The tricky part for the central bank in Canada, the Bank of Canada, is that inflation is likely to go a bit higher again before it goes lower. That’s largely because we’ve seen the biggest benefits from the year-on-year decline in gasoline prices. And so that’s going to drop out as a big downward pull on the inflation rate, leaving the inflation rate drifting a bit higher.

So we’ll need to see a bit of a stall in economic growth for a couple of quarters, at least a bit of a rise in the unemployment rate to cool wage inflation and take down purchasing power in the economy. And the tough task for the Bank of Canada is to gauge just how many rate hikes are necessary or what level of interest rate is necessary to get just that cooling as opposed to a big recession that we simply don’t need.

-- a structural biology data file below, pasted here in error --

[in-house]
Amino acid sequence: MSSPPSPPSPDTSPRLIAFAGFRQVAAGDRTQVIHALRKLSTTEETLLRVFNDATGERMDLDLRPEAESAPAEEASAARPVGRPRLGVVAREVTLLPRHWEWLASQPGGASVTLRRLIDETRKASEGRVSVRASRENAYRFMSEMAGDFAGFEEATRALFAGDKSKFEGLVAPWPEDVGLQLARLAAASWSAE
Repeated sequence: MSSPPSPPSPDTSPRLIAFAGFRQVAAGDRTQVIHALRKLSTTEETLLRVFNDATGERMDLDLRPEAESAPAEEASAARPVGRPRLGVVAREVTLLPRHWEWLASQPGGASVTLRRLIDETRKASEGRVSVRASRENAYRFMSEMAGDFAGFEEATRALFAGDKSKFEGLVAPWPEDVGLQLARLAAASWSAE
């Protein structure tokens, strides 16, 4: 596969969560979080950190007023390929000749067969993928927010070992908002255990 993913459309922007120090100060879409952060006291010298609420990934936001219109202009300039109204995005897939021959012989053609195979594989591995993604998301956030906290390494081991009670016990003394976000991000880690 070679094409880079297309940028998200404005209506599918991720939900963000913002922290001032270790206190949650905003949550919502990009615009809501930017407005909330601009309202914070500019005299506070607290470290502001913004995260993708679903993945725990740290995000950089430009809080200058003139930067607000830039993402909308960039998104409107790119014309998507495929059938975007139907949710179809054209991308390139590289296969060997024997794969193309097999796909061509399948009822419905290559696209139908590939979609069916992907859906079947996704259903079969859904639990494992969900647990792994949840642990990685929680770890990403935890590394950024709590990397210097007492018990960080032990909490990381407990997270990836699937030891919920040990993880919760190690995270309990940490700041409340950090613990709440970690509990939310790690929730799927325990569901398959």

Our judgment is that the Bank of Canada should have enough doubts at this point that it shouldn’t be raising interest rates. That again, it might want to show some patience and let the economic data roll in for a couple of quarters to give it more insights as to whether or not they’re seeing enough of a slowdown in the demand side of the economy, enough of a slowing in things like housing, for example, to bring inflation back to 2%. The Bank of Canada doesn’t seem quite as patient as perhaps we would like. Our view was that even the last rate hike might have been unnecessary. So we may well face a rate hike another quarter point in September, but we’re pretty confident that by the end of the year, as we get close to December, the Bank of Canada will see enough signs of a slowing that if we do have one more quarter point hike in September, that that will be the last rate hike we see for this cycle.